As you can see we have our data properly encoded and it seems to make sense. Now, let’s try to build a classifier for it. Before we do that, let’s split the data into a train and test set. This is a common approach to avoid overfitting. If we train and test the classifiers on the same data we will always get awesome results and we will most probably overfit the model. However if we test a classifier on data it has never seen we can be more confident it will perform better when ran on new data.
Split and scale the features
Most machine learning algorithms like the features to be scaled with mean 0 and
variance 1. This is called “removing the mean and scaling to unit variance”.
This can be easily done with the
scale the features and look at them again.
F1 score: 0.573306
As you can see we managed to achieve F1 score of 0.57 and the features that
seems to contribute most positively to have an income of more than $50K are
Sex, while the features that contribute
most negatively are
Martia Status and
Relationship. There is a problem here,
though. Features like
Martial Status have values ranging from 0 to 6 and the
order is really important here. In practice there is no particular order in that
Education-Num for which the higher the number, the better the
education). We can fix this using binary features.
Classify using binary features
As a last step we can try to improve our classifier using binary attributes. Our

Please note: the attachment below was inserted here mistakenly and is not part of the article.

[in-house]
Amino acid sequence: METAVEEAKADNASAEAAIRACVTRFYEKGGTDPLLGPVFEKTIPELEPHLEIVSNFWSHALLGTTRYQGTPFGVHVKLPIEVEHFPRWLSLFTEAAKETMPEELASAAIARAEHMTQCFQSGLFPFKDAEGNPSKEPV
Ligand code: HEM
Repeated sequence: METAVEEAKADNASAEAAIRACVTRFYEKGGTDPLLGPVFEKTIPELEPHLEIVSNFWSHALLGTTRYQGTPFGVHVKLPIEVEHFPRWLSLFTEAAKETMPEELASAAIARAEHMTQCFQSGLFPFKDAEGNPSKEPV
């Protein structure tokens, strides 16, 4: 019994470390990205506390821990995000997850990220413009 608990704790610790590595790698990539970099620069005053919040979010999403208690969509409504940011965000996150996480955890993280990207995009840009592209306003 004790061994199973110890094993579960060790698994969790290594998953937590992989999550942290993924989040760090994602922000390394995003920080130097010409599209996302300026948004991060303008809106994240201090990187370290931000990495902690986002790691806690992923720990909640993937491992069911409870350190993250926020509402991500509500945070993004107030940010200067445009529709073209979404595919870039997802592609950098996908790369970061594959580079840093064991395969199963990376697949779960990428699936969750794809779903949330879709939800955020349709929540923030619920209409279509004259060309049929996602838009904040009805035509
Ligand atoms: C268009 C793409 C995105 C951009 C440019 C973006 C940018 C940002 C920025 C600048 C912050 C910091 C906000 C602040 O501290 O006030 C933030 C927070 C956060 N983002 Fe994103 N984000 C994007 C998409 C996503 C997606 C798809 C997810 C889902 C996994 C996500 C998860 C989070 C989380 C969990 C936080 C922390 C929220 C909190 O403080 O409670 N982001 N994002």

current approach for encoding our data has the drawback that we put arbitrary
order in our classes. For example we encode
Relationship with a number between
1 and 5 and the logistic regression interprets these values as continuous
variables and plugs them into an optimization function. This will cause
different classes to have different weight into our model, which is not correct.
Each class is theoretically equally weighted compared to the rest of the
classes. In order to fix this we can use dummy variables.
Now we have a bunch of features that have only the values 0 and 1. There is a lot of correlation between some of them, but let’s not look at this for now (for example Male and Female are negatively correlated).
Logistic Regression with dummy variables
F1 score: 0.651455
We managed to improve the F1 score significantly by converting the data to use
dummy variables. Also it seems that we managed to uncover some interesting
insight from our model. It seems that the features that impacts the income of a
person positively are
Exec-managerial. The features that impact it most negatively are
Divorsed and unfortunately
Female. One more proof that there is a gender inequality in our society.
As you can see we not only managed to build a machine learning model that we can use to classify new data, but we also managed to uncover some interesting insight from our data. This is one of the nice features of the linear models. They are not “black boxes”, like neural networks for example and allow to see what exactly the model is doing.
You can download the ipython notebook, which was used for generating the above analysis from here.